There has to be another answer to gun violence in this country than "more guns".  There has to be an answer to the Gun Culture in this country, the fear they continue to feed, the violence they continue to dismiss with rhetorical hand waving, and the hand they have in the same violence.  When I say Gun Culture, I'm taking about the people who don't see weapons as a tool but as a hobby, a fetish, a multi-million dollar line of business, and a security blanket.

That same Gun Culture fights, at every front, at any reasonable (yes some are quite reasonable) attempts to regulate the ownership, sale and transfer of weapons.  They see *any* regulation as infringement. I am of the opinion that they are wrong and, the thing is, it helps the mentally unstable, the criminal, the "bad guys" get access to what are basically weapons of war.

This United States of America has a real problem with gun violence.  That problem is fed through a deadly combination of fear mongering, afraid people, opportunistic politicians and capitalists, and entertainment where violence and firearms are the stars, not the actors.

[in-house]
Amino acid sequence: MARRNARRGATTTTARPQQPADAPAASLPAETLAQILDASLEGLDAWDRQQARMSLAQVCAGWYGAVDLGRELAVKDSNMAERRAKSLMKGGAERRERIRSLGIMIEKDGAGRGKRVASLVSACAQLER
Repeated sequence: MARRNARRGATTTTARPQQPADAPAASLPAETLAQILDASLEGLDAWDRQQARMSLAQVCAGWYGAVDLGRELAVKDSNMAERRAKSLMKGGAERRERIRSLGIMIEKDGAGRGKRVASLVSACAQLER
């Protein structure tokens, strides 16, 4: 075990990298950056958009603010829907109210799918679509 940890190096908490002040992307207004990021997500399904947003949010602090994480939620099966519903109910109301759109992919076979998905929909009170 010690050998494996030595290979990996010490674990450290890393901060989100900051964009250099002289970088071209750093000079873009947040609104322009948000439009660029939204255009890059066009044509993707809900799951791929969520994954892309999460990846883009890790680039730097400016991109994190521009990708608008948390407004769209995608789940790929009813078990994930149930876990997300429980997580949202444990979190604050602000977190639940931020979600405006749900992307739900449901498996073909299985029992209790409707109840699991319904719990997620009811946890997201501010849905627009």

I believe that we have a legal right to have the ability to effectively protect ourselves and others from the imminent threat of grave bodily injury or death.  I believe that firearms are effective and reasonable tools to that end.

I also believe that the firearm ownership in this country is an effective deterrent to outright government tyranny.

But I also believe we have a serious problem with gun violence in this country that cannot be solved with more guns and less regulations.

So, what are we going to do about it?

By the way, thanks for trying to stand up for what was right in Kosovo.  I ran into similar situations when I was in Iraq, and when I was a LEO.  It's sometimes hard to balance your career/safety/paycheck against your desire to do the right thing.  That balancing act isn't always easy.  Thanks for trying.